We spent three nights at 12,000', a night at 13,000', and two nights at 14,000' before arriving at BC. Most of the group took daily training hikes during this warm-up phase but a bout of bronchitis limited me to struggling up Tibetan hotel stairs so it's probably useful to skip the experience here.Then it was six days at 17,000' --and three tough training hikes--where the initial sensation was hyperventilation. I simply couldn't believe how heavily I was breathing compared to my snail's rate of movement during these hikes, lungs heaving, spittle flying, legs sagging. I stared at my feet and wondered where all the fuel--and the months of training--had gone. I followed Andy and Ellen to a personal high point of 20,500' on these hikes (they always went higher, these descendents of Yaks), each time learning a bit more about the level of oxygen at my disposal. For instance, just after a rest break I took a big step up onto a rock platform and found myself gasping for air, totally winded. It took me five minutes before I recovered enough to realize that:

  1.  you never, ever hold your breath up here while you're on the move (even drinking must be done in tiny sips) and
  2. you need to take many rapid breaths before any deep knee movement in an attempt at saturation, however small. Even before you stand up in the morning it helps to suck in some air in preparation.

We moved to 19,000' (interim camp) and 21,000' (ABC) during a two-day hike. The training worked: I felt good--able to keep up with this strong group--and just had tiny headaches each night. After five days at ABC, we climbed to 23,000' (North Col) and descended immediately. Hyperventilation wasn't an issue--my lungs were used to the rate--but rest breaks were. Whereas a training hike to 21,000' could be completed without many breaks, here, on the steep wall of snow, rest breaks were coming rapid-fire. I followed the guides' advice but even using straight-legged rest steps and upper body expansions (the tendency is to bend over the ski pole/ice axe and heave for air, cutting its flow and potential--the slopes are littered with exhausted climbers succumbing to this), I was soon taking a rest every ten meters, then five, and finally one as we crested the ridge. Still, our time was good (under four hours) and we were enthusiastic considering it was a fledgling attempt and would be our slowest. Three days later, we spent a night at the Col and descended the following morning. We felt much better, were much faster (3.25 hours), and had an easy night of rest. On Day Twelve at ABC, we climbed the Col, slept, and went to 25,000' the next morning to spend the night. The climb to what is our Camp 2 is deceiving: it looks like it should take two hours but for some it can take eight. Chris had warned us to just press on, no matter how much rest we needed to take between steps, or it could be a long day. A VERY long day. This route can be the windiest on the entire mountain--the wind rips over the ridge and can fold climbers to the ground--and the weather changes are so sudden here that we set off in full summit gear (sans oxygen). The way I can best describe this part of the climb is that a deep sense of exhaustion sets in immediately as you approach 24,000'...and the lethargy eats at your endurance and willpower as you get higher. It was as if I had just run a marathon and someone spun me around at the finish and said, "Do another." So, for 4 hours you slog higher, thighs burning, a step at a time, struggling to find a rythmn that will prove totally elusive. No matter what you try--continous baby steps with lots of breath, hyperventialtion and a few big steps, a step-a breath-a step--you find yourself thrown out of kilter, forced to just put your head down and keep driving into the wind. You need to believe the suffering will end. And it does. And you suddenly have more red blood cells and the confidence to give the top slice of the pyramid a shot. The following morning, we climbed a bit above 25,000', then descended (over 2 days) to BC for the rest we're experiencing. Now we're chomping at the bit to get up there again. Once we catch some more rays down here, that is.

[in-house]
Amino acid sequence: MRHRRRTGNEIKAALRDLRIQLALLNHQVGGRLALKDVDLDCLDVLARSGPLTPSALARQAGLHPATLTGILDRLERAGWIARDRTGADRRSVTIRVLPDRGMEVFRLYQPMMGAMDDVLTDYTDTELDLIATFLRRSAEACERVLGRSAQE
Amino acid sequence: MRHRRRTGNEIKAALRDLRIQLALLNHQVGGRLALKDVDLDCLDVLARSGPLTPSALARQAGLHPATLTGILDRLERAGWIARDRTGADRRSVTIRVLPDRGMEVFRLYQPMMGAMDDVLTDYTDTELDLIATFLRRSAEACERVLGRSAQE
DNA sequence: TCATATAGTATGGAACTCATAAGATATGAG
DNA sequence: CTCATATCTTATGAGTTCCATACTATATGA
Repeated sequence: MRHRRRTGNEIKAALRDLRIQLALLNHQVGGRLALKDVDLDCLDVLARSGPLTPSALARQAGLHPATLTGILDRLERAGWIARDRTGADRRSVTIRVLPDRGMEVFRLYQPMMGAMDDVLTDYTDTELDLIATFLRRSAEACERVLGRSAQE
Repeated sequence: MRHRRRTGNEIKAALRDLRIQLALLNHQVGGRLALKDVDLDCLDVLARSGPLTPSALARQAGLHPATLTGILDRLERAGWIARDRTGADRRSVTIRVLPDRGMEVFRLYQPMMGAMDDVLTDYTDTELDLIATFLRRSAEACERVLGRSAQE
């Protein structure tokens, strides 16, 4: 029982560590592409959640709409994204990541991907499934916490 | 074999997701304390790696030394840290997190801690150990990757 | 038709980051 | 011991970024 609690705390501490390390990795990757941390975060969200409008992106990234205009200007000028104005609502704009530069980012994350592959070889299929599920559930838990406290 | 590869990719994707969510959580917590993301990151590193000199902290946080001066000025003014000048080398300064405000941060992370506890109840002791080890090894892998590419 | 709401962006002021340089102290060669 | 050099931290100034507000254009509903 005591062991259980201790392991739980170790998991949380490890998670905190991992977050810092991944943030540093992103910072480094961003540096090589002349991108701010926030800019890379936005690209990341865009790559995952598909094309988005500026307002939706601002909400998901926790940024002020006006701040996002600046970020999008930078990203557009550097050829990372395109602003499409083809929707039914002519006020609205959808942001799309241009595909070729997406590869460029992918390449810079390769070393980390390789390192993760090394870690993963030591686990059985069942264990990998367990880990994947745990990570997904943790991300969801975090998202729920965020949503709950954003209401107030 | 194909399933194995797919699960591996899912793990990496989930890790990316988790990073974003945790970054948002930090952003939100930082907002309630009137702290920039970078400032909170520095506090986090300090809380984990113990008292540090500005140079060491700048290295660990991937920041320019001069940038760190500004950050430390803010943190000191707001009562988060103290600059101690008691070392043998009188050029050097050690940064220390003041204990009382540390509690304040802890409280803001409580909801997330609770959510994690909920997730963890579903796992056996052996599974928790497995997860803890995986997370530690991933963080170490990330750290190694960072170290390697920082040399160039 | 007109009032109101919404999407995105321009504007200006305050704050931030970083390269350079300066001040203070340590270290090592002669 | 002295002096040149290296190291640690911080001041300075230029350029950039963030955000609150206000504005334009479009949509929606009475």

Owen West